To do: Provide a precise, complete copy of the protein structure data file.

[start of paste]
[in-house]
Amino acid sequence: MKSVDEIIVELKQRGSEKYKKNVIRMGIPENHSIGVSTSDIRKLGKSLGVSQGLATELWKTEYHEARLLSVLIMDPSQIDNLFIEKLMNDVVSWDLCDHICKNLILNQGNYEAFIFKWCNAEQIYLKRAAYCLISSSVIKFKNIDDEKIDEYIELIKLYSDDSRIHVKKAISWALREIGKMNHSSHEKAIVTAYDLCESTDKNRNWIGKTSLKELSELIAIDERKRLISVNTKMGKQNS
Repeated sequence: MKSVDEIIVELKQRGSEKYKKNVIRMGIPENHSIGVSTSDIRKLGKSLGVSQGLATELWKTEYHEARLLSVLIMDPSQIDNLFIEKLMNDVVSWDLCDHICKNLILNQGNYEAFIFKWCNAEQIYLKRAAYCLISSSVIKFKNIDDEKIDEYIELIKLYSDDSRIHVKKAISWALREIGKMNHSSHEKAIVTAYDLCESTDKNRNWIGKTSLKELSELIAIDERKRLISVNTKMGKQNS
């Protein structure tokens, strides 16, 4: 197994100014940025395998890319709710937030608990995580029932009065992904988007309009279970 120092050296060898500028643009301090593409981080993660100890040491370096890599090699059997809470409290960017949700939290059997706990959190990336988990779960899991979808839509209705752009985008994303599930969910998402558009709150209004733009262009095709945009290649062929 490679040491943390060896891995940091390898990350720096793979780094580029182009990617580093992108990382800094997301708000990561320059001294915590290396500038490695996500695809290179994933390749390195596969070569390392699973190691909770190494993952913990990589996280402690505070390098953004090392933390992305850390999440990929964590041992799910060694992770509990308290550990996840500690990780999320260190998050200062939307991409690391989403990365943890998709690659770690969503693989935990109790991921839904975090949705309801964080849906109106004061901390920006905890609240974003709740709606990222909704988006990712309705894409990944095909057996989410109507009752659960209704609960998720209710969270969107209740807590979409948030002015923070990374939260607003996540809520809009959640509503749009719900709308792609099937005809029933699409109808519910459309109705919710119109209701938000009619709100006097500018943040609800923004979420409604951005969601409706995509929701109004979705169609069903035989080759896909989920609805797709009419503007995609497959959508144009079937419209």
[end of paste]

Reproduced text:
[in-house]
Amino acid sequence: MKSVDEIIVELKQRGSEKYKKNVIRMGIPENHSIGVSTSDIRKLGKSLGVSQGLATELWKTEYHEARLLSVLIMDPSQIDNLFIEKLMNDVVSWDLCDHICKNLILNQGNYEAFIFKWCNAEQIYLKRAAYCLISSSVIKFKNIDDEKIDEYIELIKLYSDDSRIHVKKAISWALREIGKMNHSSHEKAIVTAYDLCESTDKNRNWIGKTSLKELSELIAIDERKRLISVNTKMGKQNS
Repeated sequence: MKSVDEIIVELKQRGSEKYKKNVIRMGIPENHSIGVSTSDIRKLGKSLGVSQGLATELWKTEYHEARLLSVLIMDPSQIDNLFIEKLMNDVVSWDLCDHICKNLILNQGNYEAFIFKWCNAEQIYLKRAAYCLISSSVIKFKNIDDEKIDEYIELIKLYSDDSRIHVKKAISWALREIGKMNHSSHEKAIVTAYDLCESTDKNRNWIGKTSLKELSELIAIDERKRLISVNTKMGKQNS
């Protein structure tokens, strides 16, 4: 197994100014940025395998890319709710937030608990995580029932009065992904988007309009279970 120092050296060898500028643009301090593409981080993660100890040491370096890599090699059997809470409290960017949700939290059997706990959190990336988990779960899991979808839509209705752009985008994303599930969910998402558009709150209004733009262009095709945009290649062929 490679040491943390060896891995940091390898990350720096793979780094580029182009990617580093992108990382800094997301708000990561320059001294915590290396500038490695996500695809290179994933390749390195596969070569390392699973190691909770190494993952913990990589996280402690505070390098953004090392933390992305850390999440990929964590041992799910060694992770509990308290550990996840500690990780999320260190998050200062939307991409690391989403990365943890998709690659770690969503693989935990109790991921839904975090949705309801964080849906109106004061901390920006905890609240974003709740709606990222909704988006990712309705894409990944095909057996989410109507009752659960209704609960998720209710969270969107209740807590979409948030002015923070990374939260607003996540809520809009959640509503749009719900709308792609099937005809029933699409109808519910459309109705919710119109209701938000009619709100006097500018943040609800923004979420409604951005969601409706995509929701109004979705169609069903035989080759896909989920609805797709009419503007995609497959959508144009079937419209």